Recommended Reading List: February 2014
I read 250 manuscripts by professional writers this month. All of the stories were good. Some fit anthologies better than others. We held a writing workshop where six of us edited for Fiction River. You will see some tremendous upcoming stories, not just in FR, but in other magazines as well. Because once the editing left my control (I was editing a volume called Past Crimes) the editors let some—in my humble opinion—brilliant stories escape. I’m sure other editors will pick those up.
Needless to say, all that reading got in the way of my leisure reading. So I’m thin on that right now. But you’ll see what we chose, starting with my Past Crimes volume in October, followed by Kevin J. Anderson’s Pulse Pounders in December, and Dean’s Risk Takers in February. Three more will follow in 2015, from John Helfers, Kerrie L. Hughes, and Rebecca Moesta. I’ve read all of the volumes (minus one or two as-yet-unwritten stories) and they’re wonderful.
Okay, shameless plug over. Although it wasn’t really a shameless plug in that those stories were what I read in February. Along with the two items listed below. (Yes, I read a lot more than that, and no, none of it was worth pointing out.) Here’s the best of the non-manuscripts:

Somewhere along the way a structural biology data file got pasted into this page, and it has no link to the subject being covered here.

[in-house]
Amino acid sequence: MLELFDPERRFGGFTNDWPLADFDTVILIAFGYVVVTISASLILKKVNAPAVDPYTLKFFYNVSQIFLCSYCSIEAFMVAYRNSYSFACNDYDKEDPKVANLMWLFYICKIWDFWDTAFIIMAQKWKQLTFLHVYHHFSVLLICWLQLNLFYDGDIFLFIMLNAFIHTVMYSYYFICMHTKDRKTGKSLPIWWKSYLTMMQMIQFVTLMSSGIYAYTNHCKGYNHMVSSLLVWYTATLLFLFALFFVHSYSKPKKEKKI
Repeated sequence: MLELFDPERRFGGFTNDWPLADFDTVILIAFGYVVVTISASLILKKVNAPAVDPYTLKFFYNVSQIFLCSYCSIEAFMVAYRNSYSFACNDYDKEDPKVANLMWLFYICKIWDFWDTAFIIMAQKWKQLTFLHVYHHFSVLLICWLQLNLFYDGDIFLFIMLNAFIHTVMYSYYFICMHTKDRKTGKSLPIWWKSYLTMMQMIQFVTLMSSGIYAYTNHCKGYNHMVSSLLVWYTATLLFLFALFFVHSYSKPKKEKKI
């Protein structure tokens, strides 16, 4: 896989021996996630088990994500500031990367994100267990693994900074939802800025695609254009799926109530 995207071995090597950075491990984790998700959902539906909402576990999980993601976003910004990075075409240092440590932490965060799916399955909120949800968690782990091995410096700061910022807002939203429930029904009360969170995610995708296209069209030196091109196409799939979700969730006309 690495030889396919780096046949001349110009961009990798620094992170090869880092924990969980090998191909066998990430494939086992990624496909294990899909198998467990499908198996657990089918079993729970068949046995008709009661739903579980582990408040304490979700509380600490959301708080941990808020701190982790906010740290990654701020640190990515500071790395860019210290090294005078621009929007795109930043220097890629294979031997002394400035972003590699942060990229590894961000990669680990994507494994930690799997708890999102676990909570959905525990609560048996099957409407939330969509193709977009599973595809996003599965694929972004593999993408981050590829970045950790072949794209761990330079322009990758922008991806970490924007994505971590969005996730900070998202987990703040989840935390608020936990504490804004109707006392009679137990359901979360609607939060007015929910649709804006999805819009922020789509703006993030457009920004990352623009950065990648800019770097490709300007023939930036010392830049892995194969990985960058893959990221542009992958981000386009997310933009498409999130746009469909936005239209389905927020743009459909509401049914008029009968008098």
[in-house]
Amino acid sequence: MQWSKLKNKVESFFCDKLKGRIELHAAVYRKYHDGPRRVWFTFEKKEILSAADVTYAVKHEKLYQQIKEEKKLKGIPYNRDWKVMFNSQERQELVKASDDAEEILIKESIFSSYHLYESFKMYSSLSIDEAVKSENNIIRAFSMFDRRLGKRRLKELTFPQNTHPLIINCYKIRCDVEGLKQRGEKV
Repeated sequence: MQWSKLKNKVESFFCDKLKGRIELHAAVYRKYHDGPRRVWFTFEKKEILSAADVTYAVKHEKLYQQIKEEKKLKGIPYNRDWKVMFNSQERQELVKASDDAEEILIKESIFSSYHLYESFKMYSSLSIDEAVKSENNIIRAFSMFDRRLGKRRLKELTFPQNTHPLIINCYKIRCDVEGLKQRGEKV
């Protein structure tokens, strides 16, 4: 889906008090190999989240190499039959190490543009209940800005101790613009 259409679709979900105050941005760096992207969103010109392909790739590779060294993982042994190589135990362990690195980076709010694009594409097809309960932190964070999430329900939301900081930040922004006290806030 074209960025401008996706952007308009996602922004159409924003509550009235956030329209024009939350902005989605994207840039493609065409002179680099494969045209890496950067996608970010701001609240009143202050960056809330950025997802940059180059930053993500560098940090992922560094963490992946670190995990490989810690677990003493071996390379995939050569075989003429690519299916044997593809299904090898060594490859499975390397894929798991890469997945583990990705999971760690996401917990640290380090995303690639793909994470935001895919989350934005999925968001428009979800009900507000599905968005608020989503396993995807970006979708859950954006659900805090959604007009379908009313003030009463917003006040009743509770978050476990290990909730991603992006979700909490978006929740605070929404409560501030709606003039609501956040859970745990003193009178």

Wendell, Sarah, Everything I Know About Love I Learned From Romance Novels, Sourcebooks, 2011. A fun little book with a very important center message—how reading empowers and enlightens. Wendell has a great non-fiction voice, so the text just flows. Occasionally, I laughed aloud at some of her witticisms. If you’re a romance fan, do yourself a favor and pick this up. If you’re not, why not? 🙂
Williams, Kimber, “The Art of War,” Oregon Quarterly, Winter, 2013. Absolutely fascinating story about Gordon Gilkey, one of the men who worked in the Monuments project in World War 2 (y’know. One of the Monuments Men.) He was a well known artist in his own right and he had an art collection that he received mostly in trade for his work that is so spectacular, the Portland Art Museum (where he donated it) can’t display it all at once. Fascinating man, fascinating time, and some great photos here—not just of the World War 2 parts of things, but of Gilkey’s own drawings, particularly of the 1939 World’s Fair.